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Arch Linux For Newbies? Manjaro Is Here! 120

Penurious Penguin writes "Well within the top ten Linux distros, Arch Linux has a strong following for sure. But with an installation process requiring a little more involvement than the average distro, not every prospective user is ready to embrace the Arch Way, and understandably so. This is where Manjaro steps in. With a 100% compatibility with Arch, uncompromising adherence to principia KISS and a pre-configured Xfce, — or alternatively available GNOME & KDE — those who've been hesitating to explore Arch now have a few less excuses. And a little side-note for those still bitter about the lack of package-signing: You'll be glad to know that Arch fully implemented package-signing in June of 2012."
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Arch Linux For Newbies? Manjaro Is Here!

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  • love Arch (Score:5, Insightful)

    by robot5x ( 1035276 ) <robot5x AT gmail DOT com> on Friday August 24, 2012 @09:21PM (#41118377)
    just here to say - for me, arch is what turned linux into a curiosity I tinkered with occasionally into the foundation of my home network and daily productivity.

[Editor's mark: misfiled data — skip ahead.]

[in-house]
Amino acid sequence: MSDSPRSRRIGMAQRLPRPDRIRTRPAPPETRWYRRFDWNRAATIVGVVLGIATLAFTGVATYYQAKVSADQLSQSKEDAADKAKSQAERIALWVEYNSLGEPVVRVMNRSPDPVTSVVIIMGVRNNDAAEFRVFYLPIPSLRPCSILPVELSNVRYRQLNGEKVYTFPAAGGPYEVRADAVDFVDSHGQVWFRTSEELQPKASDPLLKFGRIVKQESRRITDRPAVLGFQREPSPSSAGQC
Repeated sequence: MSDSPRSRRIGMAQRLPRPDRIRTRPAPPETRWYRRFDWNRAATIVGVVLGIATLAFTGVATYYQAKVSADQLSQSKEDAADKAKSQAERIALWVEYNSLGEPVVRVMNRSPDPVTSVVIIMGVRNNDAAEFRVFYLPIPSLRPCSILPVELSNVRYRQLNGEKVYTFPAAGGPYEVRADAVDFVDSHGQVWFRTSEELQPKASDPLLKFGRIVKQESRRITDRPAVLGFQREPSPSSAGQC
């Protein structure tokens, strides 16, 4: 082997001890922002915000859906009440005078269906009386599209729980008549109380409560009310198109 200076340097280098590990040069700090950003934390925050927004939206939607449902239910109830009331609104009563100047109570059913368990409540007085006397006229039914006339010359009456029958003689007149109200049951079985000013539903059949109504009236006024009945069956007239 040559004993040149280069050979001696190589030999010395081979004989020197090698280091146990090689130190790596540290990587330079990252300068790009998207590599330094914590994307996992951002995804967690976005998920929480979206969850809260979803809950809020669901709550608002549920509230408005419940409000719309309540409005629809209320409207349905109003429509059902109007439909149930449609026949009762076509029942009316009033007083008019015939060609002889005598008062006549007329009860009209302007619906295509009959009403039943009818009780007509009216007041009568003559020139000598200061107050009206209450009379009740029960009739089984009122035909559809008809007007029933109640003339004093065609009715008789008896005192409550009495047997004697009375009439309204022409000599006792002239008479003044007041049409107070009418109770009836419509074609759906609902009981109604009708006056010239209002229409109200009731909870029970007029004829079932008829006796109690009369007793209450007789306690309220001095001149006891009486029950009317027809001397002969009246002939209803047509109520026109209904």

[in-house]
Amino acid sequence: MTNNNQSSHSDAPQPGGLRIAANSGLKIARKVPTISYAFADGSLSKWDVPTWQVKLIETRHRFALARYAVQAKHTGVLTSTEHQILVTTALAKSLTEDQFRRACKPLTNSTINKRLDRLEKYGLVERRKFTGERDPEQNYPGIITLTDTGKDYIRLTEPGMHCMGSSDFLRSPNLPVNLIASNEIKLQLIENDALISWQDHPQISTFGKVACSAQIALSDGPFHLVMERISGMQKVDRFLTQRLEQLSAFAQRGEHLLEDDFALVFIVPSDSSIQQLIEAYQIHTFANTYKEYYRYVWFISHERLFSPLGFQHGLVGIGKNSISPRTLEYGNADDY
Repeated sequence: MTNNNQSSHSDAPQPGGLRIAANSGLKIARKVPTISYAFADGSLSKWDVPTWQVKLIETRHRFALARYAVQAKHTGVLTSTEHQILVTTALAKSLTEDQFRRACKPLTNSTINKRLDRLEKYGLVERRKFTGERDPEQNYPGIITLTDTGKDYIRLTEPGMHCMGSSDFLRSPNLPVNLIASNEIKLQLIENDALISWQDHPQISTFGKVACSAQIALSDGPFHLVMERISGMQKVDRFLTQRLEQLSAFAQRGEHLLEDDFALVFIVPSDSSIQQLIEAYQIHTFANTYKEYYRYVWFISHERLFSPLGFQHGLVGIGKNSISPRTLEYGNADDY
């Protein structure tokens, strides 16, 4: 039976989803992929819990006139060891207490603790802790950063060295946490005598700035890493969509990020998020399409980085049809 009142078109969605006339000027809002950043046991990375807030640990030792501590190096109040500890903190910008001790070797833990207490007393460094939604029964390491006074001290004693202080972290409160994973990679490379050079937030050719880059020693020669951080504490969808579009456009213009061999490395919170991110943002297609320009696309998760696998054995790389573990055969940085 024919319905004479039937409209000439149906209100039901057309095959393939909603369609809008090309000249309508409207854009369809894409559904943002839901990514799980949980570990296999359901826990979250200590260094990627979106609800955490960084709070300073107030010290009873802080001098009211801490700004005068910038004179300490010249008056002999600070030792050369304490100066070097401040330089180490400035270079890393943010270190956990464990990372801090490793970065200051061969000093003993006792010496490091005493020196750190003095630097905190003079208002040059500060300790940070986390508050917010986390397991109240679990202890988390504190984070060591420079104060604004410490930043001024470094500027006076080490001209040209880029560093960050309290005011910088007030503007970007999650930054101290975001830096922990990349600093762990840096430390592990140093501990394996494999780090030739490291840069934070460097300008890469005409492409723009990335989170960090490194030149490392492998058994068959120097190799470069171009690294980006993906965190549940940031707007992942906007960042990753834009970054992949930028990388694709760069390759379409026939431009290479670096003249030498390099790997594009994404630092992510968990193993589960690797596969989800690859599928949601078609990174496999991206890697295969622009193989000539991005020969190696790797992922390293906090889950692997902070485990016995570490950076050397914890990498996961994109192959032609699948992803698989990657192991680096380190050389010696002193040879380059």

Being short on time for the last 6 months, I've kept 4 machines right up to date with the latest packages through some fairly major changes (filesystem and udev, off the top of my head) by doing little more than invoking pacman every now and then.
    When I get some time, I know I can get my hands dirty using abs if I so choose. Arch is beautiful.
  • by Charliemopps ( 1157495 ) on Friday August 24, 2012 @10:21PM (#41118877)
    I think that you're missing the point of the distro.
  • by Gordonjcp ( 186804 ) on Saturday August 25, 2012 @06:25AM (#41121165) Homepage

    I'd consider myself a pretty experienced Linux user, having been using it since it came on two HD floppies. I use Ubuntu, and keep hearing people going on about "oh Ubuntu is for n00bs, only n00bs use it, use $other_distro because you get more control of what gets installed".

    I don't care about controlling what gets installed. I want to take a bare OS-less machine and have it up and running with the minimum of hassle. If I'm spending time watching pages and pages of compiler output scroll past, I'm not having fun and I'm wasting time - and more importantly, I'm not getting *real paying work done*.

    So, fine, if you want to *play* then stick with distros that take two hours to install to a basic command prompt and ask you all kinds of pointless questions about how you want /opt/srv/lib/ formatted. If you actually want to get stuff done and learn about Linux, stick to the "easy to install" distros.

Money can't buy love, but it improves your bargaining position. -- Christopher Marlowe